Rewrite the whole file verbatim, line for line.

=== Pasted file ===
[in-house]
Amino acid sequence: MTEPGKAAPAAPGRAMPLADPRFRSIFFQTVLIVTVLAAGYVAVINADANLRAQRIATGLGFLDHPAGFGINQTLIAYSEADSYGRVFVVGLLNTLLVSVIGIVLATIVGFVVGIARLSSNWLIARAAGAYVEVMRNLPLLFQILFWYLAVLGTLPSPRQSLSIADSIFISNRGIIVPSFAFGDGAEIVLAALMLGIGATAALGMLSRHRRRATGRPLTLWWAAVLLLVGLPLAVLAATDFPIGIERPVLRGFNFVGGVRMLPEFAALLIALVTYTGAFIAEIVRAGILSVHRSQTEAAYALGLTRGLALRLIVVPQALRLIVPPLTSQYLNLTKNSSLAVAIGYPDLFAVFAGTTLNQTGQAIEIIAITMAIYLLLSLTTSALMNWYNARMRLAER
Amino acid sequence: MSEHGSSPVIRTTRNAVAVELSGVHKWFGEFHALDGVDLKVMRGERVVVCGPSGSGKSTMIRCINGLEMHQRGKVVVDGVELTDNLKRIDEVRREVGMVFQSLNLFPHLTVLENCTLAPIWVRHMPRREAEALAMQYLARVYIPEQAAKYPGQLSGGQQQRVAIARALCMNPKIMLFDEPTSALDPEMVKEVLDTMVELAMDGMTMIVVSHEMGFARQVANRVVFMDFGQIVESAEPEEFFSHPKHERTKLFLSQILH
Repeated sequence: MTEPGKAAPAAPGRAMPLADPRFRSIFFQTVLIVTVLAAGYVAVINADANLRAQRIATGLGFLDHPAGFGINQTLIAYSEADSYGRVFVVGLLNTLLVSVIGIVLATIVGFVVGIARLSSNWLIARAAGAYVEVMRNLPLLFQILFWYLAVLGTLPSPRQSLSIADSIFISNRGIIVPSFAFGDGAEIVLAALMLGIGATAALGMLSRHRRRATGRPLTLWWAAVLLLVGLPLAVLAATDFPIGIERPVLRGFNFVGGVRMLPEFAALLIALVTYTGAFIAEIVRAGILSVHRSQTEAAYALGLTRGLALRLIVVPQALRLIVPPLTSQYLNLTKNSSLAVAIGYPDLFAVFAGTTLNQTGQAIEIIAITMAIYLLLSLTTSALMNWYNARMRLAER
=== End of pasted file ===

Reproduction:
[in-house]
Amino acid sequence: MTEPGKAAPAAPGRAMPLADPRFRSIFFQTVLIVTVLAAGYVAVINADANLRAQRIATGLGFLDHPAGFGINQTLIAYSEADSYGRVFVVGLLNTLLVSVIGIVLATIVGFVVGIARLSSNWLIARAAGAYVEVMRNLPLLFQILFWYLAVLGTLPSPRQSLSIADSIFISNRGIIVPSFAFGDGAEIVLAALMLGIGATAALGMLSRHRRRATGRPLTLWWAAVLLLVGLPLAVLAATDFPIGIERPVLRGFNFVGGVRMLPEFAALLIALVTYTGAFIAEIVRAGILSVHRSQTEAAYALGLTRGLALRLIVVPQALRLIVPPLTSQYLNLTKNSSLAVAIGYPDLFAVFAGTTLNQTGQAIEIIAITMAIYLLLSLTTSALMNWYNARMRLAER
Amino acid sequence: MSEHGSSPVIRTTRNAVAVELSGVHKWFGEFHALDGVDLKVMRGERVVVCGPSGSGKSTMIRCINGLEMHQRGKVVVDGVELTDNLKRIDEVRREVGMVFQSLNLFPHLTVLENCTLAPIWVRHMPRREAEALAMQYLARVYIPEQAAKYPGQLSGGQQQRVAIARALCMNPKIMLFDEPTSALDPEMVKEVLDTMVELAMDGMTMIVVSHEMGFARQVANRVVFMDFGQIVESAEPEEFFSHPKHERTKLFLSQILH
Repeated sequence: MTEPGKAAPAAPGRAMPLADPRFRSIFFQTVLIVTVLAAGYVAVINADANLRAQRIATGLGFLDHPAGFGINQTLIAYSEADSYGRVFVVGLLNTLLVSVIGIVLATIVGFVVGIARLSSNWLIARAAGAYVEVMRNLPLLFQILFWYLAVLGTLPSPRQSLSIADSIFISNRGIIVPSFAFGDGAEIVLAALMLGIGATAALGMLSRHRRRATGRPLTLWWAAVLLLVGLPLAVLAATDFPIGIERPVLRGFNFVGGVRMLPEFAALLIALVTYTGAFIAEIVRAGILSVHRSQTEAAYALGLTRGLALRLIVVPQALRLIVPPLTSQYLNLTKNSSLAVAIGYPDLFAVFAGTTLNQTGQAIEIIAITMAIYLLLSLTTSALMNWYNARMRLAER